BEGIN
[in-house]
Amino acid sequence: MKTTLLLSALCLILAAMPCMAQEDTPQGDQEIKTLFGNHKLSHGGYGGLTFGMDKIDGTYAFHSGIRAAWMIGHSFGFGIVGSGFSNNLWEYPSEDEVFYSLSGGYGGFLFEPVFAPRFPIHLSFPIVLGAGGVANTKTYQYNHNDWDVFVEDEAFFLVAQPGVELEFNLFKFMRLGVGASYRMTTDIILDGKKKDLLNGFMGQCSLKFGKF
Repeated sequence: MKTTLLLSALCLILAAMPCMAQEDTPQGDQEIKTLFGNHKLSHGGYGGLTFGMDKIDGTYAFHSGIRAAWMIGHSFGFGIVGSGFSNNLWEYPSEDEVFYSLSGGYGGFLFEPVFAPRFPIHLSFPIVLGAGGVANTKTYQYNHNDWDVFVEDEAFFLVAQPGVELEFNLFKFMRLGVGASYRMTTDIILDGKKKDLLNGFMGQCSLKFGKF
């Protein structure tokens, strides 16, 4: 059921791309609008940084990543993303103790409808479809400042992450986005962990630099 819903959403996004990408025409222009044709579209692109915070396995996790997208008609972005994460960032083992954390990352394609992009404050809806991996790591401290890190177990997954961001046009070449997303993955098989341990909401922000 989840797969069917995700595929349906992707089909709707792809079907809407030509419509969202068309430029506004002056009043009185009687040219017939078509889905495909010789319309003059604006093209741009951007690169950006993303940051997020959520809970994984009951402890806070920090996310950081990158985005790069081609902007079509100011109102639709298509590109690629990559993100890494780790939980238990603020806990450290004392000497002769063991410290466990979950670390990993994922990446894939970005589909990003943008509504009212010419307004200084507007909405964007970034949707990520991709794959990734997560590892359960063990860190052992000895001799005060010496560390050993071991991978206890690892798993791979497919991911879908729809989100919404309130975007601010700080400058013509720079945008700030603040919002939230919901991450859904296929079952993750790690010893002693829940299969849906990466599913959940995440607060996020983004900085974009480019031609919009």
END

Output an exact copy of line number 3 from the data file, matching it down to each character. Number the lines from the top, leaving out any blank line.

Repeated sequence: MKTTLLLSALCLILAAMPCMAQEDTPQGDQEIKTLFGNHKLSHGGYGGLTFGMDKIDGTYAFHSGIRAAWMIGHSFGFGIVGSGFSNNLWEYPSEDEVFYSLSGGYGGFLFEPVFAPRFPIHLSFPIVLGAGGVANTKTYQYNHNDWDVFVEDEAFFLVAQPGVELEFNLFKFMRLGVGASYRMTTDIILDGKKKDLLNGFMGQCSLKFGKF